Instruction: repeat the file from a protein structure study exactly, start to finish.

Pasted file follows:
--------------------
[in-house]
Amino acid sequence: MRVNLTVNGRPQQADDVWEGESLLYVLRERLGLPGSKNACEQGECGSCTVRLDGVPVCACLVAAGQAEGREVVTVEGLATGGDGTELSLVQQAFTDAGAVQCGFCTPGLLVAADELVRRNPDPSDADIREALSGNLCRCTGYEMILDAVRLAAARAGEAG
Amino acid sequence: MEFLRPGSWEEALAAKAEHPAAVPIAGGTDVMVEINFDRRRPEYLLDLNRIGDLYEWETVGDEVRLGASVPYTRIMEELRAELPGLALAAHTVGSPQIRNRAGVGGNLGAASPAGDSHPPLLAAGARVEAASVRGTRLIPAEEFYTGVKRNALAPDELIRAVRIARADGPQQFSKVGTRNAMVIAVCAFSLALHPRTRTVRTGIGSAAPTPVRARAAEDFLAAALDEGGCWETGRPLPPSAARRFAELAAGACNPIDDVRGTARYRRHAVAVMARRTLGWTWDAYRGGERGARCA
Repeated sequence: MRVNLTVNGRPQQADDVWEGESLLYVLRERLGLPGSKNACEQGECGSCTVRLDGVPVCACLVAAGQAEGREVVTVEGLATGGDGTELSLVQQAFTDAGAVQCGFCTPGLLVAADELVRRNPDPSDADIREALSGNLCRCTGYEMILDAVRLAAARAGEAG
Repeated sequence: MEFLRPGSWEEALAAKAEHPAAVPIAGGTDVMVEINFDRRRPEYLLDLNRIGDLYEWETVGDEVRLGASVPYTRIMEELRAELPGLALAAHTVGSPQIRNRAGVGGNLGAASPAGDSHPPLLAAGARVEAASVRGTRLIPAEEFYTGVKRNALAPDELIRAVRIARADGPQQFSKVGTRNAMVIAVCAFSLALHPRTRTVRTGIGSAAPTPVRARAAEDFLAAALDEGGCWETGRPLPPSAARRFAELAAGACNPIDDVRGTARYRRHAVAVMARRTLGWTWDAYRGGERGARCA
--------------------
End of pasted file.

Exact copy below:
[in-house]
Amino acid sequence: MRVNLTVNGRPQQADDVWEGESLLYVLRERLGLPGSKNACEQGECGSCTVRLDGVPVCACLVAAGQAEGREVVTVEGLATGGDGTELSLVQQAFTDAGAVQCGFCTPGLLVAADELVRRNPDPSDADIREALSGNLCRCTGYEMILDAVRLAAARAGEAG
Amino acid sequence: MEFLRPGSWEEALAAKAEHPAAVPIAGGTDVMVEINFDRRRPEYLLDLNRIGDLYEWETVGDEVRLGASVPYTRIMEELRAELPGLALAAHTVGSPQIRNRAGVGGNLGAASPAGDSHPPLLAAGARVEAASVRGTRLIPAEEFYTGVKRNALAPDELIRAVRIARADGPQQFSKVGTRNAMVIAVCAFSLALHPRTRTVRTGIGSAAPTPVRARAAEDFLAAALDEGGCWETGRPLPPSAARRFAELAAGACNPIDDVRGTARYRRHAVAVMARRTLGWTWDAYRGGERGARCA
Repeated sequence: MRVNLTVNGRPQQADDVWEGESLLYVLRERLGLPGSKNACEQGECGSCTVRLDGVPVCACLVAAGQAEGREVVTVEGLATGGDGTELSLVQQAFTDAGAVQCGFCTPGLLVAADELVRRNPDPSDADIREALSGNLCRCTGYEMILDAVRLAAARAGEAG
Repeated sequence: MEFLRPGSWEEALAAKAEHPAAVPIAGGTDVMVEINFDRRRPEYLLDLNRIGDLYEWETVGDEVRLGASVPYTRIMEELRAELPGLALAAHTVGSPQIRNRAGVGGNLGAASPAGDSHPPLLAAGARVEAASVRGTRLIPAEEFYTGVKRNALAPDELIRAVRIARADGPQQFSKVGTRNAMVIAVCAFSLALHPRTRTVRTGIGSAAPTPVRARAAEDFLAAALDEGGCWETGRPLPPSAARRFAELAAGACNPIDDVRGTARYRRHAVAVMARRTLGWTWDAYRGGERGARCA